Towards the end of the parsha, Yosef Hatzadik finds himself in a hopeless situation, having been in prison for ten years with no prospect of freedom. At that point occurs the incident of the interpretation of the dreams of Pharaoh’s ministers which begins the process of his meteoric rise to the position of Viceroy over the whole of Mitzrayim. There is one easily overlooked passuk which signals the beginning of the drastic upturn in Yosef’s fortunes. After the two ministers dreamt their respective dreams, they were very distressed because they did not know their meaning. At that point, Yosef sees their unhappy countenances; he asks, “Why do you appear downcast today?” This seemingly inconsequential question leads to the interpretation of the dreams which eventually results in Yosef’s liberation and incredible rise to power. Had Yosef never asked them why they were upset then they would probably never have confided in him and the golden opportunity for freedom would be lost. Yosef’s small act of thoughtfulness may not seem particularly noteworthy, however in truth it is quite remarkable considering his situation at that time: He had been living in appalling conditions for 10 years with no realistic hope of freedom. He had every right to be totally engrossed in his own situation and not notice the facial expressions of those around him. Moreover he was assigned to serve the two ministers who were very important people in Mitzrayim - they surely treated him as an inferior and gave him absolutely no attention. Yet he overcame all these factors and showed concern at their distressed appearance.
There is a great temptation to go through life so absorbed in our own lives that we do not recognize the needs of others. One of the keys to being a genuine baal chesed is to overcome our own self-absorption and notice the world around us. Sometimes, this even requires that we be mevater on our own needs for the sake of others. The most glaring example of this is found earlier in the parsha when Tamar is being taken to be burnt at the stake. She had every opportunity to save her life by revealing that the items in her possession were those of Yehuda. However she gave greater emphasis to the embarrassment that Yehuda would endure if she did so and therefore remained quiet. The Gemara learns from here that a person must give up his life before embarrassing someone else. Rabbeinu Yonah and Tosefos pasken this way lehalacho! This teaches us that there are occasions where we are obligated to give greater precedence to the feelings of others than even our own.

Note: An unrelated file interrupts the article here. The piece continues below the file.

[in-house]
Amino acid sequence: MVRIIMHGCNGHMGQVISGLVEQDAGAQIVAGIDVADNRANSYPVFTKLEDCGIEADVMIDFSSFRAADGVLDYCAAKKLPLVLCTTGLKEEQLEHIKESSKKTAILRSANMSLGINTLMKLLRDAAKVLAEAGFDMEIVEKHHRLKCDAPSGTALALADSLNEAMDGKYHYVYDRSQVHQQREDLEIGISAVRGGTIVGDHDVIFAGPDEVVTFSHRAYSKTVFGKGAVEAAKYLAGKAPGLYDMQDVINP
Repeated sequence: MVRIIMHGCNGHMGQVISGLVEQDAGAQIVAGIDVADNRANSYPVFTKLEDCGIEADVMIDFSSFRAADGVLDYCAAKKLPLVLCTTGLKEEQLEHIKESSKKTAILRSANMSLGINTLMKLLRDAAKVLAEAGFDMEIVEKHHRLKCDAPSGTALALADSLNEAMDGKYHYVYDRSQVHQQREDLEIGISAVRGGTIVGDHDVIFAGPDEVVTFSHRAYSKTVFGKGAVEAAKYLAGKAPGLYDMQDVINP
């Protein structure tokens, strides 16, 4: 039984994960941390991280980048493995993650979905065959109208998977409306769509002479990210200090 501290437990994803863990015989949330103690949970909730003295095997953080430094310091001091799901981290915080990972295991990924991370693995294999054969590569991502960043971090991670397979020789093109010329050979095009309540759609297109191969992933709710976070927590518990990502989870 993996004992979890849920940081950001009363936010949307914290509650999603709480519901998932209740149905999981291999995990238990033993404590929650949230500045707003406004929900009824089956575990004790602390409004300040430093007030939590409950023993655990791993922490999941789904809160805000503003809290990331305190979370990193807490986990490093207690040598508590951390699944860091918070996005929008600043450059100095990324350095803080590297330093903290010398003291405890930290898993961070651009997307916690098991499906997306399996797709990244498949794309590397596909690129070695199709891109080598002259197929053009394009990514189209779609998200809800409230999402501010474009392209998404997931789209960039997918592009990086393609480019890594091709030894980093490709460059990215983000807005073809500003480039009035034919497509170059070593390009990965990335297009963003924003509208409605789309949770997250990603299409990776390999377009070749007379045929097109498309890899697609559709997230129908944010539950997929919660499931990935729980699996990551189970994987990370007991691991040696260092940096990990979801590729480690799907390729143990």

Gedolim epitomized the ability to negate one’s own needs and focus on the needs of others. Rav Moshe Feinstein zt”l was being taken in a car by a bachur from his yeshiva. As Reb Moshe entered the car the bachur closed the door onto his fingers, yet he remained completely silent as if nothing had happened. A bewildered onlooker asked him why he did not cry out, he answered that the bachur would feel incredible embarrassment about having caused him pain and therefore Reb Moshe controlled himself and kept quiet. This is a well-known story but it deserves thought; Reb Moshe exemplified the ability to ignore his own feelings in order to spare the pain of his fellow Jew.